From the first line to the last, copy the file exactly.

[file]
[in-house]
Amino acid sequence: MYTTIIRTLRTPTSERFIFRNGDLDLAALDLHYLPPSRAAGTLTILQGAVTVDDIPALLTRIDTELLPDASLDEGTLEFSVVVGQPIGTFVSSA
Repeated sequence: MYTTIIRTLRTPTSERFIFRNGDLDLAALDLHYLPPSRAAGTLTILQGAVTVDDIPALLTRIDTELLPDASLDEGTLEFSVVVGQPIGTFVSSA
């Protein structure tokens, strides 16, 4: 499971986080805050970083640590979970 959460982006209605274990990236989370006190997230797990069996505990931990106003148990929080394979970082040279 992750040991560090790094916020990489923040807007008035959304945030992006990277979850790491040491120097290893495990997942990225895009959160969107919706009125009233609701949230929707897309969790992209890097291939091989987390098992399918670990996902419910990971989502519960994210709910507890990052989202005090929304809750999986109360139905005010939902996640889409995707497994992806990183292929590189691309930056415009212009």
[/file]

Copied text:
[in-house]
Amino acid sequence: MYTTIIRTLRTPTSERFIFRNGDLDLAALDLHYLPPSRAAGTLTILQGAVTVDDIPALLTRIDTELLPDASLDEGTLEFSVVVGQPIGTFVSSA
Repeated sequence: MYTTIIRTLRTPTSERFIFRNGDLDLAALDLHYLPPSRAAGTLTILQGAVTVDDIPALLTRIDTELLPDASLDEGTLEFSVVVGQPIGTFVSSA
């Protein structure tokens, strides 16, 4: 499971986080805050970083640590979970 959460982006209605274990990236989370006190997230797990069996505990931990106003148990929080394979970082040279 992750040991560090790094916020990489923040807007008035959304945030992006990277979850790491040491120097290893495990997942990225895009959160969107919706009125009233609701949230929707897309969790992209890097291939091989987390098992399918670990996902419910990971989502519960994210709910507890990052989202005090929304809750999986109360139905005010939902996640889409995707497994992806990183292929590189691309930056415009212009």